On Antislavery day, discover how Liverpool leads the fight against unfree labour
October 18 is Antislavery day, an opportunity to talk about contemporary forms of enslavement and how to address them. The University of Liverpool has a research cluster on Slavery and Unfree Labour and is co-host of the Centre for the Study of International Slavery (with Liverpool’s International Slavery Museum).
One of the largest projects led by the University of Liverpool in this area is the Antislavery Knowledge Network, a £2m grant from the Arts and Humanities Research Council through the Global Challenges Research Fund. Through this funding, which is a partnership with University of Ghana, University of Hull and University of Nottingham, 14 projects have been supported across 8 different countries in Africa. These have, in various ways, explored the value of creative and arts-based approaches to further our understanding of issues around human trafficking, reintegration of child soldiers, and the legacies of transatlantic and descent-based enslavement. Crucially, they have also been able to use these methods to develop and apply innovative practice to address varied forms of exploitation in ways that are ethically informed and driven by community needs.
[caption id="attachment_102410" align="aligncenter" width="585"] Community Stories Project: CM4K[/caption]
The funding for AKN ends in 2021 and work is currently being completed on a final exhibition to draw together key findings and learning from the project partners. There have already been a number of policy-related outputs, for example about the lessons for the future of international development work in this area. In line with the spirit of innovation, partnership, collaboration and co-development, this exhibition is being co-created with three guest curators based in Kenya and South Africa who are helping to identify key themes, learnings and insights from the projects’ outputs. The curators have produced written materials and video diaries that will work as virtual guides to enable visitors to navigate the extraordinary diversity of work and rich detailed findings that the AKN projects have been able to produce.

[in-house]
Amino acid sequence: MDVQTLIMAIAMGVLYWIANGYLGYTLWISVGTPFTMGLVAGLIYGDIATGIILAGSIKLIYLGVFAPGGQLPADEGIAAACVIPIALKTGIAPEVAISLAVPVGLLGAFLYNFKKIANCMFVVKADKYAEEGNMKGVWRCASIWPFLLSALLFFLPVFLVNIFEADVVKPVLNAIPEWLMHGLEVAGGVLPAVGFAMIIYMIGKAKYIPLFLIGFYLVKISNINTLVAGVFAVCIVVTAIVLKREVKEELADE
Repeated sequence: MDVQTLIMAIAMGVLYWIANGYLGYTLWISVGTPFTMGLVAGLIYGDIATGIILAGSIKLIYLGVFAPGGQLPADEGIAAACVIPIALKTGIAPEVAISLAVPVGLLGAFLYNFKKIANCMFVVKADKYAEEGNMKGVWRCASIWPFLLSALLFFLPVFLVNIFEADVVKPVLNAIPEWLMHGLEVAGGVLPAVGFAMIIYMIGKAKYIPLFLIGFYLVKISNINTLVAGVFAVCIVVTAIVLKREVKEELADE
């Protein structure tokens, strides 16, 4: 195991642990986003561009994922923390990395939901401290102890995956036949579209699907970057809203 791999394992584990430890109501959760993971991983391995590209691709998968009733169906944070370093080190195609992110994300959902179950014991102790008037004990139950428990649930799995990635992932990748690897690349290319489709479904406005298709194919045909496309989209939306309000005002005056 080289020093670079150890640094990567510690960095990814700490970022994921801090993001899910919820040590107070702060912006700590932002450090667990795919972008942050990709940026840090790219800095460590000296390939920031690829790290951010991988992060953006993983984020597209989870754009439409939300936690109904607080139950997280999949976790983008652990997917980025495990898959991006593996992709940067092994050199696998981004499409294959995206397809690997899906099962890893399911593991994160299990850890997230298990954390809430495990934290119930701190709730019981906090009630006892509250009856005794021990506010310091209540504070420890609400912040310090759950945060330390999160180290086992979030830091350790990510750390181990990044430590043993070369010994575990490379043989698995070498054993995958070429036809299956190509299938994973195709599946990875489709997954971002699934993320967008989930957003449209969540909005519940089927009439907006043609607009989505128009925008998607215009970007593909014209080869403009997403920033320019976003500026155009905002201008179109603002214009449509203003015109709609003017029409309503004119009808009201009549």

While the Covid-19 pandemic and the cut to ODA research funding has provided considerable challenges to the continued work of the AKN and the sustainability of its partnerships, the significance of the AKN exhibition has become only more important. As the UK’s future contribution to international development in this area hangs in the balance, the results of the projects supported through the AKN provide testament to the enormous benefits and potential for innovation that comes from equitable partnership and international collaboration.
As with all the different phases of the AKN, innovation, equity and ethics have remained at the core of the approach for the final exhibition. It will be online for 12 months from November 2021, and there will be multiple versions to maximise access for those without reliable internet: with a Whatsapp version, and a scaled-back archive that can be easily shared. There will also be events to launch the exhibition that will be open to all, recorded and available for downloading, along with opportunities for visitors to the exhibition to continue creative engagement with the outputs and contribute to the research and practice of the network.
[callout title=More]£2m awarded to fight slavery in Africa[/callout]